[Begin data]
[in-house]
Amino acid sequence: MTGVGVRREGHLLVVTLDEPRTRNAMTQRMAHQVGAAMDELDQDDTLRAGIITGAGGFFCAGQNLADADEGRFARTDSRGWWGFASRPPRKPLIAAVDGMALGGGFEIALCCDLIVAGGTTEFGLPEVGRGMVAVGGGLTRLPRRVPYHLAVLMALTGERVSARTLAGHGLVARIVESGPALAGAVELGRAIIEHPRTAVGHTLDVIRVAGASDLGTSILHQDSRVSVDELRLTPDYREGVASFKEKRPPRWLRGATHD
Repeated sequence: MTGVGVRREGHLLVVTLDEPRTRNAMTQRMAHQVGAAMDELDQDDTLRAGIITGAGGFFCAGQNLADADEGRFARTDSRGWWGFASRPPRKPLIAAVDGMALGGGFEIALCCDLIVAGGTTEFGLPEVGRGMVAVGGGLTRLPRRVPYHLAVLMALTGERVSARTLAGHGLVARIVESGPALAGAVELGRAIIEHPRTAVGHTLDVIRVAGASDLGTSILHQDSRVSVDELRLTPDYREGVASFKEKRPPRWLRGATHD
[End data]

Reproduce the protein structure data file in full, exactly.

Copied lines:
[in-house]
Amino acid sequence: MTGVGVRREGHLLVVTLDEPRTRNAMTQRMAHQVGAAMDELDQDDTLRAGIITGAGGFFCAGQNLADADEGRFARTDSRGWWGFASRPPRKPLIAAVDGMALGGGFEIALCCDLIVAGGTTEFGLPEVGRGMVAVGGGLTRLPRRVPYHLAVLMALTGERVSARTLAGHGLVARIVESGPALAGAVELGRAIIEHPRTAVGHTLDVIRVAGASDLGTSILHQDSRVSVDELRLTPDYREGVASFKEKRPPRWLRGATHD
Repeated sequence: MTGVGVRREGHLLVVTLDEPRTRNAMTQRMAHQVGAAMDELDQDDTLRAGIITGAGGFFCAGQNLADADEGRFARTDSRGWWGFASRPPRKPLIAAVDGMALGGGFEIALCCDLIVAGGTTEFGLPEVGRGMVAVGGGLTRLPRRVPYHLAVLMALTGERVSARTLAGHGLVARIVESGPALAGAVELGRAIIEHPRTAVGHTLDVIRVAGASDLGTSILHQDSRVSVDELRLTPDYREGVASFKEKRPPRWLRGATHD